Democrats offer legislation to counter White House climate science council

Democrats offer legislation to counter White House climate science council
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A group of Democratic lawmakers is offering legislation to counter the highly controversial climate security council being formed by the White House.

Sen. Bob MenendezRobert (Bob) MenendezEnding the Cyprus arms embargo will increase tensions in the Eastern Mediterranean We can accelerate a cure for Alzheimer's The Hill's 12:30 Report: Manafort sentenced to total of 7.5 years in prison MORE (D-N.J.) and 10 other Democratic lawmakers on Tuesday introduced a bill to create a new group within the State Department that would be responsible for developing strategies to integrate climate science and data into national security operations.

The new council, to be dubbed the climate security envoy, would be responsible for facilitating interagency communication between all federal science and security agencies, according to the bill.

The proposed envoy functions similarly to the proposed White House council in advising the president and the administration on climate change’s potential effects on national security.

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However, the council the White House plans to create, which was first reported in February, has faced questions over its reported climate skepticism.

Sponsors of the bill Tuesday said the envoy within the State Department would be responsible for making sure science-backed data was being used to determine national security policies.

“Climate change is a threat to New Jersey, to the United States, and to the security and stability of our world. It’s a challenge we cannot afford to ignore,” Menendez said in a statement.

“Whether it’s disruptions to the food supply or forced migration from sea level rise or destruction wreaked by more powerful storms, climate change will likely exacerbate conflict and humanitarian crises around the world. National Security planning and analysis is only as good as the intelligence it is based on, and given the dangerously cavalier attitude this administration has towards the very real dangers of climate change, Congress must act to ensure politics doesn’t put our national security at risk.”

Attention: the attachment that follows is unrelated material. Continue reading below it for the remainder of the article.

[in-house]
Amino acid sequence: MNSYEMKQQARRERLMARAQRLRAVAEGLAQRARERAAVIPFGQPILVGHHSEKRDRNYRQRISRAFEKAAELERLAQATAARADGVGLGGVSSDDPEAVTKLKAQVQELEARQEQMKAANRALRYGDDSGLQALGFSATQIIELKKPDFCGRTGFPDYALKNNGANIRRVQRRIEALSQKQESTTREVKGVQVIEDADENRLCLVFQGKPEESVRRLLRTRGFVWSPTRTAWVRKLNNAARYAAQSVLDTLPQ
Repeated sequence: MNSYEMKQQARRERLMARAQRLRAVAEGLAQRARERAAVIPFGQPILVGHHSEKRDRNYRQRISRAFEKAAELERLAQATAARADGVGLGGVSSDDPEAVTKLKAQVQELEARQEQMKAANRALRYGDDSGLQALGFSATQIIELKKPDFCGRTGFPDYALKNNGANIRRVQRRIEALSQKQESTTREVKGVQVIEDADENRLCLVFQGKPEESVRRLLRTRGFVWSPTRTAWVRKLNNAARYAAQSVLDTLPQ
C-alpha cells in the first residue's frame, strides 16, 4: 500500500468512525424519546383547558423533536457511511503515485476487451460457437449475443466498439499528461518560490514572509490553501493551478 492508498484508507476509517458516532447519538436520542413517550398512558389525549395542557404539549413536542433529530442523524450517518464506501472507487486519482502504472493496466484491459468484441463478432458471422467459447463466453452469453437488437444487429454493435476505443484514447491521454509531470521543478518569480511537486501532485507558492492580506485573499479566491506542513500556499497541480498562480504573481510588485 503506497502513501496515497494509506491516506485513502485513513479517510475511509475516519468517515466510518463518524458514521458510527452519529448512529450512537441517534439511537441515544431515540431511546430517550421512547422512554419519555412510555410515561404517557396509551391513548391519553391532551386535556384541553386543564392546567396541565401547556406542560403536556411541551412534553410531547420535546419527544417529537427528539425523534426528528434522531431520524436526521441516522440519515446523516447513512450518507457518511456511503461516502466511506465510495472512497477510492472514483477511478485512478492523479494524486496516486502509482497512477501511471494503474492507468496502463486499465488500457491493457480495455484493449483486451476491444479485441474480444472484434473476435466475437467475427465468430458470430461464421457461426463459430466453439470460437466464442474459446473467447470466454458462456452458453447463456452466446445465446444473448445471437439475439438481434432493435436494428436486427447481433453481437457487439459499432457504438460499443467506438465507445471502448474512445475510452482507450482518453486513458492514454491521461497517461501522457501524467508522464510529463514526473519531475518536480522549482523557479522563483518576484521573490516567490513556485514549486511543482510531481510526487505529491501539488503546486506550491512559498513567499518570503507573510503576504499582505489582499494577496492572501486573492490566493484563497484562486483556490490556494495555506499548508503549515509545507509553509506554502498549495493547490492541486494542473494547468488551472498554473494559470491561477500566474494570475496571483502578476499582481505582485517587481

The new legislation, called The Climate Security Act of 2019, is co-sponsored by Sens. Ben CardinBenjamin (Ben) Louis CardinOn The Money: GOP angst grows over Trump's trade war | Trump promises help for 'Patriot Farmers' | Markets rebound | CBO founding director Alice Rivlin dies | Senate to vote on disaster aid bill next week Senators offer bipartisan retirement savings bill Top Finance Dem offers bill to help those repaying student loans save for retirement MORE (D-Md.), Jeanne ShaheenCynthia (Jeanne) Jeanne ShaheenTrump, Europe increasingly at odds on Iran Foreign Relations senators demand Iran briefing The Hill's Morning Report - Presented by Pass USMCA Coalition - After GOP infighting, Trump Jr. agrees to testify again MORE (D-N.H.), Christopher CoonsChristopher (Chris) Andrew CoonsMnuchin says carbon capture tax credit guidance will be out soon Mnuchin signals administration won't comply with subpoena for Trump tax returns Menendez, Rubio lead Senate effort to regulate Venezuelan sanctions MORE (D-Del.), Tom UdallThomas (Tom) Stewart UdallCongress must press Interior secretary to act on climate change Overnight Energy: EPA watchdog finds Pruitt spent 4K on 'excessive' travel | Agency defends Pruitt expenses | Lawmakers push EPA to recover money | Inslee proposes spending T for green jobs Lawmakers take EPA head to task for refusing to demand Pruitt repay travel expenses MORE (D-N.M.), Chris MurphyChristopher (Chris) Scott MurphyIraq War looms over Trump battle with Iran Trump officials say US efforts to deter Iran have worked Connecticut radio station rebrands itself 'Trump 103.3' MORE (D-Conn.), Tim KaineTimothy (Tim) Michael KaineIraq War looms over Trump battle with Iran Senate passes bill to undo tax increase on Gold Star military families The Hill's Morning Report - White House, Congress: Urgency of now around budget MORE (D-Va.), Ed MarkeyEdward (Ed) John MarkeyGOP senator announces bill to block companies from tracking online activity Trump faces criticism for hosting Hungary's leader Bill Nye tees off on climate change skeptics: 'The planet is on f---ing fire!' MORE (D-Mass.), Jeff MerkleyJeffrey (Jeff) Alan MerkleyOvernight Energy: EPA watchdog finds Pruitt spent 4K on 'excessive' travel | Agency defends Pruitt expenses | Lawmakers push EPA to recover money | Inslee proposes spending T for green jobs Dems request investigation of lobbyist-turned-EPA employee who met with former boss This week: House to vote on bill to ban LGBTQ discrimination MORE (D-Ore.), Cory BookerCory Anthony BookerBooker vows to form White House office on abortion rights 2020 Dems break political taboos by endorsing litmus tests Iowa Democrats brace for caucus turnout surge MORE (D-N.J.) and Brian SchatzBrian Emanuel SchatzOvernight Defense: Trump officials say efforts to deter Iran are working | Trump taps new Air Force secretary | House panel passes defense bill that limits border wall funds Bullock: Running for Senate 'never really got me excited' Cruz asks Trump FAA pick to 'be pissed off' about Boeing crash deaths MORE (D-Hawaii).